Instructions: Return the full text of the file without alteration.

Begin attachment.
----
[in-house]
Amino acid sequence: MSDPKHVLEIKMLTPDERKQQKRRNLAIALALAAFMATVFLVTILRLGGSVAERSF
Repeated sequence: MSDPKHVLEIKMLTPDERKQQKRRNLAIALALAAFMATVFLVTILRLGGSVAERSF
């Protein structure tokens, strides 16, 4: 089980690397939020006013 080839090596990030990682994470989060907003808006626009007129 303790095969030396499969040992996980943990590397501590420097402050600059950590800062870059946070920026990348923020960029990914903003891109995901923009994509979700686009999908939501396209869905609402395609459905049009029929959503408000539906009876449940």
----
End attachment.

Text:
[in-house]
Amino acid sequence: MSDPKHVLEIKMLTPDERKQQKRRNLAIALALAAFMATVFLVTILRLGGSVAERSF
Repeated sequence: MSDPKHVLEIKMLTPDERKQQKRRNLAIALALAAFMATVFLVTILRLGGSVAERSF
């Protein structure tokens, strides 16, 4: 089980690397939020006013 080839090596990030990682994470989060907003808006626009007129 303790095969030396499969040992996980943990590397501590420097402050600059950590800062870059946070920026990348923020960029990914903003891109995901923009994509979700686009999908939501396209869905609402395609459905049009029929959503408000539906009876449940």